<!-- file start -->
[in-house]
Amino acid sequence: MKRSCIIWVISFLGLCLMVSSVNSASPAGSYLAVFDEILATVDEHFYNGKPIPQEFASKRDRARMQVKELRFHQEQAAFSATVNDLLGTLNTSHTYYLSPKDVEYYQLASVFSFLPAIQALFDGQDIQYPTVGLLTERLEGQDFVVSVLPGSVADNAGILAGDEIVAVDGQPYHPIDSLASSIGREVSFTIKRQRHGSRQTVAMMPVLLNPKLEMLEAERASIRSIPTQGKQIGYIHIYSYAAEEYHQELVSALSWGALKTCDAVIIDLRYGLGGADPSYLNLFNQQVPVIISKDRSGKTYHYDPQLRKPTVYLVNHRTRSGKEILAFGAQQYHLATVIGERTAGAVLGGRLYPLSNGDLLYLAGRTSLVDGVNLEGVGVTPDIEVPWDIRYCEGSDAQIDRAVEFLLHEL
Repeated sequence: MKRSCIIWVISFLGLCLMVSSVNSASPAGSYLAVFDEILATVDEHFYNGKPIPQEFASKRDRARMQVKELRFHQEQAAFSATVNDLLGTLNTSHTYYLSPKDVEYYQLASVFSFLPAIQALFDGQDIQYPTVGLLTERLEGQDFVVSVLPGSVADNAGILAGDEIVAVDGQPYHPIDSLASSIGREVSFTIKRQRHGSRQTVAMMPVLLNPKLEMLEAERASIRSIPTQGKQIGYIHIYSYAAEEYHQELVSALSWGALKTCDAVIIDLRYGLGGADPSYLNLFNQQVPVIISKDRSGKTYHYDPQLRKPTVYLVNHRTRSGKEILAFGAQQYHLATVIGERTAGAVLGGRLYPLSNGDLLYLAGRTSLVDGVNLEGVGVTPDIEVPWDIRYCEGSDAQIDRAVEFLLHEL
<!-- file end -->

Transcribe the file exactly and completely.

[in-house]
Amino acid sequence: MKRSCIIWVISFLGLCLMVSSVNSASPAGSYLAVFDEILATVDEHFYNGKPIPQEFASKRDRARMQVKELRFHQEQAAFSATVNDLLGTLNTSHTYYLSPKDVEYYQLASVFSFLPAIQALFDGQDIQYPTVGLLTERLEGQDFVVSVLPGSVADNAGILAGDEIVAVDGQPYHPIDSLASSIGREVSFTIKRQRHGSRQTVAMMPVLLNPKLEMLEAERASIRSIPTQGKQIGYIHIYSYAAEEYHQELVSALSWGALKTCDAVIIDLRYGLGGADPSYLNLFNQQVPVIISKDRSGKTYHYDPQLRKPTVYLVNHRTRSGKEILAFGAQQYHLATVIGERTAGAVLGGRLYPLSNGDLLYLAGRTSLVDGVNLEGVGVTPDIEVPWDIRYCEGSDAQIDRAVEFLLHEL
Repeated sequence: MKRSCIIWVISFLGLCLMVSSVNSASPAGSYLAVFDEILATVDEHFYNGKPIPQEFASKRDRARMQVKELRFHQEQAAFSATVNDLLGTLNTSHTYYLSPKDVEYYQLASVFSFLPAIQALFDGQDIQYPTVGLLTERLEGQDFVVSVLPGSVADNAGILAGDEIVAVDGQPYHPIDSLASSIGREVSFTIKRQRHGSRQTVAMMPVLLNPKLEMLEAERASIRSIPTQGKQIGYIHIYSYAAEEYHQELVSALSWGALKTCDAVIIDLRYGLGGADPSYLNLFNQQVPVIISKDRSGKTYHYDPQLRKPTVYLVNHRTRSGKEILAFGAQQYHLATVIGERTAGAVLGGRLYPLSNGDLLYLAGRTSLVDGVNLEGVGVTPDIEVPWDIRYCEGSDAQIDRAVEFLLHEL